The fact that Jinn are concealed from our senses, implicate that they live in dimensions beyond our perception. In fact, developments in quantum mechanics suggest that our universe could be made up with as many as eleven or 24 separate dimensions.

The Qur’an often refers to “the realm which is beyond the reach of human perception” and so it’s entirely possible that, as we live in our own observable four-dimensional space, the remaining dimensions beyond our perception host their own denizens as well.

Furthermore, it’s entirely possible that our universe is merely one of many “multiverses”.

Michio Kaku is one of the leading physicists in the world today. He succinctly explains how the multiverse theory works as such: he likens it to our universe being an expanding bubble, with other bubbles being an offshoot of it.

These other universes could be at varying stages of development, some beginning, some ending, and some developing side-by-side with ours. The prospect of many universes existing separate from each poses no problem in Islamic thought.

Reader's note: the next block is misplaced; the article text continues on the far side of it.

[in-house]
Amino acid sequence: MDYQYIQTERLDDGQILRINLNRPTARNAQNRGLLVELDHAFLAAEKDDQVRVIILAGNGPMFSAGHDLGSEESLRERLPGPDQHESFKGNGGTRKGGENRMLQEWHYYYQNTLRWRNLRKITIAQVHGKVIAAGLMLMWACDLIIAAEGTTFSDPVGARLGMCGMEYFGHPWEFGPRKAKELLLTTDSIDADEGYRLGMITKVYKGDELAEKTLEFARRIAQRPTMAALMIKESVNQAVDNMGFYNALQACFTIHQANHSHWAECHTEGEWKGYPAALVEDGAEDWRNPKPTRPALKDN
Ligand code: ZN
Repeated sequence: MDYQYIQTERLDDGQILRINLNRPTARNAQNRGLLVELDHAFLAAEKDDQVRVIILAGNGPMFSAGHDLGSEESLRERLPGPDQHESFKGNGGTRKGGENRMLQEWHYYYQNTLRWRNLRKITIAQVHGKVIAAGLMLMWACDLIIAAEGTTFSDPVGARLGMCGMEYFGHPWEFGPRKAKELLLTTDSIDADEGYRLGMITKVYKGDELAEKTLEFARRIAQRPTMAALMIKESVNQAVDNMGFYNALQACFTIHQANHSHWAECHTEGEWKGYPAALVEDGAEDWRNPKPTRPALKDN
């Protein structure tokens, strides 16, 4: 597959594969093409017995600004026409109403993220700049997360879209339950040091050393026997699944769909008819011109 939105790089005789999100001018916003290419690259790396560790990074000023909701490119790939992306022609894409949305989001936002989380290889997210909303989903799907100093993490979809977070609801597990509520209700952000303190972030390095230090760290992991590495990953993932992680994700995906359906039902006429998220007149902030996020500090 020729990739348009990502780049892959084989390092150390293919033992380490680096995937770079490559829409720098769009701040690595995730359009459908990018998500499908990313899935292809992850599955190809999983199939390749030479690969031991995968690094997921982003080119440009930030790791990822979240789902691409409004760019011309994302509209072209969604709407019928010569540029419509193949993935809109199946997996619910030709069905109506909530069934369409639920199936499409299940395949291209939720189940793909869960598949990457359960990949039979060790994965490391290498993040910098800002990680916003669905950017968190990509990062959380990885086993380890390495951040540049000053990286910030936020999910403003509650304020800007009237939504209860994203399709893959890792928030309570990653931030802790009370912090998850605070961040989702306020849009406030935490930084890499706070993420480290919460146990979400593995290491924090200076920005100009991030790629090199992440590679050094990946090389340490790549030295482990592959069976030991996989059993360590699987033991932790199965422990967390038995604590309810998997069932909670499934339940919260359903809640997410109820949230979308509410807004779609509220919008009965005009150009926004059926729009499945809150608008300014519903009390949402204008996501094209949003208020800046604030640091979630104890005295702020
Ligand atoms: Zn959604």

As Muslims, we see it not as a refutation of God’s power, but as an even greater magnification of His limitless abilities, that He has the power to create and manage the minute and massive details in all universes, while never being wearied by doing so.

The process of creation is ongoing, and it’s entirely possible that other universes parallel to ours are being created as we speak. There are several verses in the Qur’an that mention this ongoing process of creation:

“Say: “It is Allah Who originates creation and repeats it: then how are ye deluded away (from the truth)?”” (Surat Yunus 10:34).

“Or, Who originates creation, then repeats is, and who gives you sustenance from heaven and earth?” (Surat An-Naml 27:64).

“See they not how Allah originates creation, then repeats it: truly that is easy for Allah.” (Surat Al-‘Ankabut 29:19).

Perhaps the term “creation” refers to both the creation and reproduction of mankind and also the creation and reproduction of multiple universes at large. The Qur’an also mentions, in many places, “seven heavens”: